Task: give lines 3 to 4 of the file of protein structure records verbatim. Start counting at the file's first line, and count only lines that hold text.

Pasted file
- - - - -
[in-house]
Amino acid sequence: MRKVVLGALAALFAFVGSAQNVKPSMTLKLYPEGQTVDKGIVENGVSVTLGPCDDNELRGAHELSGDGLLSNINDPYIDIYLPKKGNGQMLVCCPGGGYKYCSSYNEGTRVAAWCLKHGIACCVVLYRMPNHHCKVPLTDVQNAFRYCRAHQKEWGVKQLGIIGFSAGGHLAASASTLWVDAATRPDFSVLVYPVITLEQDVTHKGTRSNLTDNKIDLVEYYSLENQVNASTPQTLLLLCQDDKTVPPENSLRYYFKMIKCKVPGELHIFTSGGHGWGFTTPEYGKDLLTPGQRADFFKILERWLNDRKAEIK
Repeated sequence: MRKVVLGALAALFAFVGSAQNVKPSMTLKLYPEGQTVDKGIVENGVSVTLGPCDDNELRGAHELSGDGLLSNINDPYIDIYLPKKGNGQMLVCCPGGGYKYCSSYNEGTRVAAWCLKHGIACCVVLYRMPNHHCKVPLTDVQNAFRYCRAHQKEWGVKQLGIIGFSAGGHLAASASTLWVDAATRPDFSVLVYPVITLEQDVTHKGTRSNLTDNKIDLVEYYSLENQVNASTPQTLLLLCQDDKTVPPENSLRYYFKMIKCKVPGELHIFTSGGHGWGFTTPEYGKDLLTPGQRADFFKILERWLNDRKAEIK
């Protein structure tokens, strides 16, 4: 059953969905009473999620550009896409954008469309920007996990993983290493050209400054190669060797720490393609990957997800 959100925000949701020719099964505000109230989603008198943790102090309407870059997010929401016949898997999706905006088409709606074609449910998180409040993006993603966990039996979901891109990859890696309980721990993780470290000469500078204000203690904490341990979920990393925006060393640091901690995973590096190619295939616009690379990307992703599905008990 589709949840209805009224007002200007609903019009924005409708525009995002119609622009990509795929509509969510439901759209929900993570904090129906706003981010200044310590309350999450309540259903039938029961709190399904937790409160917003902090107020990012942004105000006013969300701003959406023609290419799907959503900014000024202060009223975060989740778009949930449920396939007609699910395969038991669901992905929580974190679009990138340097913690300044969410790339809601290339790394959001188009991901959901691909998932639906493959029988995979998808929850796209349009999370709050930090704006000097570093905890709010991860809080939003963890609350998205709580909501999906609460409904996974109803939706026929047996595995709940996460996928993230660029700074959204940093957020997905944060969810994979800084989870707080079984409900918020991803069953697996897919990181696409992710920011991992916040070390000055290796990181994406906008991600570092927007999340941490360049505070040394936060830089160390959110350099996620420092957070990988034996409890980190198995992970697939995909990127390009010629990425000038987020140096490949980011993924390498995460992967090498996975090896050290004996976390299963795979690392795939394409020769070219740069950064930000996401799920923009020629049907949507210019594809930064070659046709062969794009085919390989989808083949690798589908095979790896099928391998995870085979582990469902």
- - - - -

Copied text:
Repeated sequence: MRKVVLGALAALFAFVGSAQNVKPSMTLKLYPEGQTVDKGIVENGVSVTLGPCDDNELRGAHELSGDGLLSNINDPYIDIYLPKKGNGQMLVCCPGGGYKYCSSYNEGTRVAAWCLKHGIACCVVLYRMPNHHCKVPLTDVQNAFRYCRAHQKEWGVKQLGIIGFSAGGHLAASASTLWVDAATRPDFSVLVYPVITLEQDVTHKGTRSNLTDNKIDLVEYYSLENQVNASTPQTLLLLCQDDKTVPPENSLRYYFKMIKCKVPGELHIFTSGGHGWGFTTPEYGKDLLTPGQRADFFKILERWLNDRKAEIK
């Protein structure tokens, strides 16, 4: 059953969905009473999620550009896409954008469309920007996990993983290493050209400054190669060797720490393609990957997800 959100925000949701020719099964505000109230989603008198943790102090309407870059997010929401016949898997999706905006088409709606074609449910998180409040993006993603966990039996979901891109990859890696309980721990993780470290000469500078204000203690904490341990979920990393925006060393640091901690995973590096190619295939616009690379990307992703599905008990 589709949840209805009224007002200007609903019009924005409708525009995002119609622009990509795929509509969510439901759209929900993570904090129906706003981010200044310590309350999450309540259903039938029961709190399904937790409160917003902090107020990012942004105000006013969300701003959406023609290419799907959503900014000024202060009223975060989740778009949930449920396939007609699910395969038991669901992905929580974190679009990138340097913690300044969410790339809601290339790394959001188009991901959901691909998932639906493959029988995979998808929850796209349009999370709050930090704006000097570093905890709010991860809080939003963890609350998205709580909501999906609460409904996974109803939706026929047996595995709940996460996928993230660029700074959204940093957020997905944060969810994979800084989870707080079984409900918020991803069953697996897919990181696409992710920011991992916040070390000055290796990181994406906008991600570092927007999340941490360049505070040394936060830089160390959110350099996620420092957070990988034996409890980190198995992970697939995909990127390009010629990425000038987020140096490949980011993924390498995460992967090498996975090896050290004996976390299963795979690392795939394409020769070219740069950064930000996401799920923009020629049907949507210019594809930064070659046709062969794009085919390989989808083949690798589908095979790896099928391998995870085979582990469902």